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Delhi's Air Quality Hits 'Very Poor' Level, First Time This Season

A senior scientist at the Delhi Pollution Control Committee said the dip in the air quality in the city can be attributed to low wind speed and temperatures which allowed for the accumulation of pollutants in the city’s atmosphere.

Delhi's Air Quality Hits 'Very Poor' Level, First Time This Season
File photo of the national capital.
Delhi's Air Quality Hits 'Very Poor' Level, First Time This Season
outlookindia.com
2020-10-13T12:11:07+05:30

The national capital's air quality appeared in the “very poor” category on Tuesday morning, the first time this season, with calm winds and low temperatures allowing accumulation of pollutants.

According to the Ministry of Earth Sciences' Air Quality Early Warning System for Delhi, an increase in farm fires in Punjab, Haryana is impacting the air quality in Delhi-NCR.
The city recorded an air quality index (AQI) of 304 at 9:30 am, which falls in the “very poor” category. The 24-hour average AQI was 261 on Monday, the worst since February. It was 216 on Sunday and 221 on Saturday. Wazirpur, Vivek Vihar and Jahangirpuri recorded the highest pollution levels in the city with AQI ratings of 380, 355 and 349 respectively.

An AQI between 0 and 50 is considered “good,” between 51 and 100 is “satisfactory,” that between 101 and 200 is “moderate,” AQI between 201 and 300 is “poor,” between 301 and 400 is considered “very poor,” and AQI between 401 and 500 is termed “severe.”

A senior scientist at the Delhi Pollution Control Committee said the dip in the air quality can be attributed to low wind speed and temperatures which allowed accumulation of pollutants. “Stubble burning has also increased in neighbouring states. Also, the ventilation index is low,” he said.

Ventilation index is the speed at which pollutants can get dispersed through air. A ventilation index lower than 6000 sqm/second, with average wind speed less than 10 kmph, is unfavourable for dispersion of pollutants.

PM10 levels in Delhi-NCR stood at 300 microgram per cubic meter (µg/m3) at 9 am-- the highest this season so far, according to CPCB data. PM10 levels below 100 µg/m3 are considered safe in India.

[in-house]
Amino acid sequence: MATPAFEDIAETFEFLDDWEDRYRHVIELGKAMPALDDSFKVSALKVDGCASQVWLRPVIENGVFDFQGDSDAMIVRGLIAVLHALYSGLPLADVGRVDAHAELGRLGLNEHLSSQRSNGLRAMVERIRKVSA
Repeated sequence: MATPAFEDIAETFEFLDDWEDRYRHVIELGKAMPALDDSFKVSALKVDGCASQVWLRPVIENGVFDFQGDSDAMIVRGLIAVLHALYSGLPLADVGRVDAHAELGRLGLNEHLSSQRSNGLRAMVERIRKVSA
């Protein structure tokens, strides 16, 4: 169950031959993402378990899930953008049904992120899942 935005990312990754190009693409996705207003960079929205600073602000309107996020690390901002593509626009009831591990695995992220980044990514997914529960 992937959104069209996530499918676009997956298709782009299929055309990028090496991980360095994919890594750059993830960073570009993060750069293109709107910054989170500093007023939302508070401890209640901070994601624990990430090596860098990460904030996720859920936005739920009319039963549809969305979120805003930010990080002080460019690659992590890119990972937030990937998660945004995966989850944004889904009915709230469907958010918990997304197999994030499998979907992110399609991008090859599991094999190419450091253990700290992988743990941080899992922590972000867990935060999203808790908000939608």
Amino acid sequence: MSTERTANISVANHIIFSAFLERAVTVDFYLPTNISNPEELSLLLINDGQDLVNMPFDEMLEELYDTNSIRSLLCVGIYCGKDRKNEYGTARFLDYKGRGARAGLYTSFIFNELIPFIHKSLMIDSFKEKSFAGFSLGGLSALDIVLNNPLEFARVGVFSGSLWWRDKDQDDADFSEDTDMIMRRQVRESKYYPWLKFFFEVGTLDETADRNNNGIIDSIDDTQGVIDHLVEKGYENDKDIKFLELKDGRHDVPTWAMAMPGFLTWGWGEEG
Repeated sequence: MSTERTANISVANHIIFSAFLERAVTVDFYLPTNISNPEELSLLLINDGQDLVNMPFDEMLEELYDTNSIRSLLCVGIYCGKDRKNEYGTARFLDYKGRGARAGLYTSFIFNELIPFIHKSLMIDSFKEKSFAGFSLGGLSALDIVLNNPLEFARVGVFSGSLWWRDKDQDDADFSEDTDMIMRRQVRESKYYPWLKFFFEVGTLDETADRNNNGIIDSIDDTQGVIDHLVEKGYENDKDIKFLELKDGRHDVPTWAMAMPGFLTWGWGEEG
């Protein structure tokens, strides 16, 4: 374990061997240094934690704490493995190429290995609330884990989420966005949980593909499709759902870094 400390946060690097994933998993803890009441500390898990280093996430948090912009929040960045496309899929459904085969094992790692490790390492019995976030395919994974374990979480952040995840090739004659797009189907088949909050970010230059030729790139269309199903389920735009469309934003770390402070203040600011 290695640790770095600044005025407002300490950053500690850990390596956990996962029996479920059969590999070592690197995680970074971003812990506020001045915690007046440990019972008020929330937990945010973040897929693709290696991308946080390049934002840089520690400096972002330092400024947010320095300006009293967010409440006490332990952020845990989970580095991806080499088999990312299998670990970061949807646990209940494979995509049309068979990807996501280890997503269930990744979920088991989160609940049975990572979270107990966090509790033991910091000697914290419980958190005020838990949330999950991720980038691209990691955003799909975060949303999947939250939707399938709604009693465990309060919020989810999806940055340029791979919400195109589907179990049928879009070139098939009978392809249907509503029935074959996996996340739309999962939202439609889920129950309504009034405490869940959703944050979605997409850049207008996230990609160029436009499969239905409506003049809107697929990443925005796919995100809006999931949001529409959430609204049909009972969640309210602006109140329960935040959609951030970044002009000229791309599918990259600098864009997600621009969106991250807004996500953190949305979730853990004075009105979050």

PM10 is particulate matter with a diameter of 10 micro-meters and can be inhaled. These particles include dust, pollen and mould spores. The levels of PM2.5 – finer particles which can enter the bloodstream – were recorded at 129 µg/m3. PM2.5 levels up to 60 µg/m3 are considered safe.

NASA's satellite imagery showed a large cluster of fires near Amritsar and Firozpur in Punjab and in Patiala, Ambala and Kaithal in Haryana. According to the System of Air Quality and Weather Forecasting and Research, farm fires contributed 3 percent of particulate matter to Delhi's PM2.5 concentration on Monday.

Low temperatures and stagnant winds help in accumulation of pollutants near the ground, affecting air quality. With Delhi-NCR bracing for months of poor air quality, experts have warned that high levels of air pollution can aggravate the COVID-19 pandemic.

Severe air pollution in Delhi is a year-round problem, which can be attributed to unfavourable meteorological conditions, farm fires in neighbouring regions and local sources of pollution.

According to an analysis by the Council on Energy, Environment and Water, a Delhi-based think tank, vehicular activities contributes the most -- 18 to 39 percent -- to Delhi's air pollution. Road dust is the second largest source of air pollution in the city (18 to 38 percent), followed by industries (2 to 29 percent), thermal power plants (3 to 11 percent) and construction (8 percent).

This year, the Delhi government has launched a massive anti-air pollution campaign-- “Yuddh Pradushan Ke Viruddh,” which is being led by Chief Minister Arvind Kejriwal and Environment Minister Gopal Rai. A “green war room” with a 10-member expert team has been set up at the Delhi Secretariat to monitor the steps being taken to deal with high levels of air pollution during winters.

The environment department has also taken stern action against project proponents at large construction and demolition sites flouting dust control norms.

The government will also start the spraying of “Pusa bio-decomposer” solution in non-basmati rice fields in the national capital, on Tuesday. The solution, experts say, can turn stubble into manure in 15 to 20 days and therefore, can be an effective alternative to stubble burning.

Starting October 15, stricter measures to fight air pollution will also come into force in Delhi and its neighbourhood as part of the Graded Response Action Plan, which was first implemented in Delhi-NCR in 2017.

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